Public works crews expressed concerns that the flood and subsequent sinkhole might have weakened the foundation of a home near the affected area. The couple living in the house were forced to leave on Monday night.

Graig Graziosi15 September 2023 07:00


Massachusetts urges residents to prepare for storm’s arrival

Massachusetts Emergency Management Agency issued a checklist of preparations for residents on Thursday as Hurricane Lee is expected to bring “life-threatening” conditions to parts of the state.

Graig Graziosi15 September 2023 06:00


Watch: Preparing for Hurricane Lee

Preparing for Hurricane Lee

Graig Graziosi15 September 2023 04:59


Bermuda suspends ferries and shuts schools amid impacts from Hurricane Lee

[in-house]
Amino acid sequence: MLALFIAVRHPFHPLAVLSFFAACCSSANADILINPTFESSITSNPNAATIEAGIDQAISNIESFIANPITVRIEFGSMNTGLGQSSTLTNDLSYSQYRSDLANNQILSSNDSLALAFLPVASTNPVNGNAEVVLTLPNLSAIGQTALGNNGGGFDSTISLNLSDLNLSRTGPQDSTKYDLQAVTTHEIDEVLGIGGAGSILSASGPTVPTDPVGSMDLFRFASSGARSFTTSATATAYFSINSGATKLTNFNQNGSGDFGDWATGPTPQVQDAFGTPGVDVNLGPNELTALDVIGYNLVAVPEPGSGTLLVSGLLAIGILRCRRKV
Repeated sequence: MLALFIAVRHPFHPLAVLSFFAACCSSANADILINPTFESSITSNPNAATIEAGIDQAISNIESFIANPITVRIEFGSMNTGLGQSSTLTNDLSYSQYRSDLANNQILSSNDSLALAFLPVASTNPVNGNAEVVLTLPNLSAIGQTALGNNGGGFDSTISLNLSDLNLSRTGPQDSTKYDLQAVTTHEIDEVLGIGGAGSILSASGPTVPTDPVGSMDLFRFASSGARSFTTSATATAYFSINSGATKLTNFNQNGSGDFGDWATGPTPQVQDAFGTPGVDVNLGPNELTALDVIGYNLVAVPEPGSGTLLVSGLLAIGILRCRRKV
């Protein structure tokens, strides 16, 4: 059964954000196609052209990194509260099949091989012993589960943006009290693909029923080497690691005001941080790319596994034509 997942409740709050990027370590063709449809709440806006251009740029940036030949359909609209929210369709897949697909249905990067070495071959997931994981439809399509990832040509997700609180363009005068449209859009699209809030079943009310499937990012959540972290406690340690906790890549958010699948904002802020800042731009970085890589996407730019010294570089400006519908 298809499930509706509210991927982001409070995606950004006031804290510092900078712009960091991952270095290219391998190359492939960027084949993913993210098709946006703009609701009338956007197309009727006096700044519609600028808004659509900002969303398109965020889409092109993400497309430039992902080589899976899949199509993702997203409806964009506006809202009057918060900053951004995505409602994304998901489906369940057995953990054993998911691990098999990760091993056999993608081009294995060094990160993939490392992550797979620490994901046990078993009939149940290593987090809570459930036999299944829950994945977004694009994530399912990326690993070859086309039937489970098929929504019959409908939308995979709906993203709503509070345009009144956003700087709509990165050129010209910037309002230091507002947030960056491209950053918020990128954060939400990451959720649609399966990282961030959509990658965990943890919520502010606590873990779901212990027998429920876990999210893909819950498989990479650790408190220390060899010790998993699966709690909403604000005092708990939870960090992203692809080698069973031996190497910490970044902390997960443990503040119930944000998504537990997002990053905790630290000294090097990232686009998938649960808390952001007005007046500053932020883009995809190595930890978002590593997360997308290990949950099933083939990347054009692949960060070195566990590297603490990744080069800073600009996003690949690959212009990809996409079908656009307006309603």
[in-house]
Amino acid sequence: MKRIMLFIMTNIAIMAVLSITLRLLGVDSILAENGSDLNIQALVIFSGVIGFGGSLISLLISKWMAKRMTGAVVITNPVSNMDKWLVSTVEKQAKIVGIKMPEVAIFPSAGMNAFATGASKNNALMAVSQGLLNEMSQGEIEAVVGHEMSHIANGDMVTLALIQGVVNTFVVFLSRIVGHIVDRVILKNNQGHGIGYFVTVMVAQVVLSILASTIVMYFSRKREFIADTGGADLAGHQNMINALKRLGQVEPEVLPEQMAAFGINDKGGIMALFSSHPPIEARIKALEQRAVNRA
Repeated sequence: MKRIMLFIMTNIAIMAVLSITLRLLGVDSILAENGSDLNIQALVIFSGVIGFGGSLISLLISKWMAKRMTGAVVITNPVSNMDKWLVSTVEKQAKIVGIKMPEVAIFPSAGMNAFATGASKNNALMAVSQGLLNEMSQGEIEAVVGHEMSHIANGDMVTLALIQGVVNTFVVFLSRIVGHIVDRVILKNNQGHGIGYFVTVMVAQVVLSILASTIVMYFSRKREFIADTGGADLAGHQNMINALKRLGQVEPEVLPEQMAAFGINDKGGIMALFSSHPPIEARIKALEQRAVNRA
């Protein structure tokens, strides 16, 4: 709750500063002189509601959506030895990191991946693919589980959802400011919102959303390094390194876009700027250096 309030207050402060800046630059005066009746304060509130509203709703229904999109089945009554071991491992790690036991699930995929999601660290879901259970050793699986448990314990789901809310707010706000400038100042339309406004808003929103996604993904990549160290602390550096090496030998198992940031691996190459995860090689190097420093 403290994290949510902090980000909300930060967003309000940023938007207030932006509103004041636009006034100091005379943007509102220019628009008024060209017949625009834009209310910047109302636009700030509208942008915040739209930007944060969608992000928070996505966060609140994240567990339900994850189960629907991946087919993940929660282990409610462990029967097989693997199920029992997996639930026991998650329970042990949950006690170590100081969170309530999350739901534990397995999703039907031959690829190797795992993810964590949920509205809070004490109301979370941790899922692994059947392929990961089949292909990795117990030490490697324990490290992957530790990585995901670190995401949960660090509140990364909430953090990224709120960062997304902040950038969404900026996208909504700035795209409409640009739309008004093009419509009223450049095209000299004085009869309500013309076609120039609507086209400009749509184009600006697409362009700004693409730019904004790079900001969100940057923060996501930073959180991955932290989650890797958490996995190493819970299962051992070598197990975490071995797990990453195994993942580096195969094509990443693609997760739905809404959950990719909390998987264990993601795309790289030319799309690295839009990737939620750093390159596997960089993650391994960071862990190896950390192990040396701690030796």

The government of Bermuda shared updates on safety measures as Hurricane Lee began to impact the island early on Thursday.

Schools were closed on Thursday and Friday, and citizens were asked to stay off the roads.

Ferry services had also been suspended and L.F. Wade International Airport in St George’s was closed at noon.

Graig Graziosi15 September 2023 04:00


Pictured: The vast scale of Hurricane Lee captured from space

A satellite image, from 8am (eastern) on Thursday, shows Hurricane Lee in the Atlantic Ocean.

Lee looks poised to wallop New England even as the region still deals with the impact of days of wild weather that produced torrential rain, flooding, sinkholes and a likely tornado.

This Thursday, Sept. 14, 2023, 7:51 a.m. EDT satellite image provided by the National Oceanic and Atmospheric Administration shows Hurricane Lee in the Atlantic Ocean. Lee looks poised to wallop New England later this week even as the region still deals with the impact of days of wild weather that produced torrential rain, flooding, sinkholes and a likely tornado. (NOAA via AP)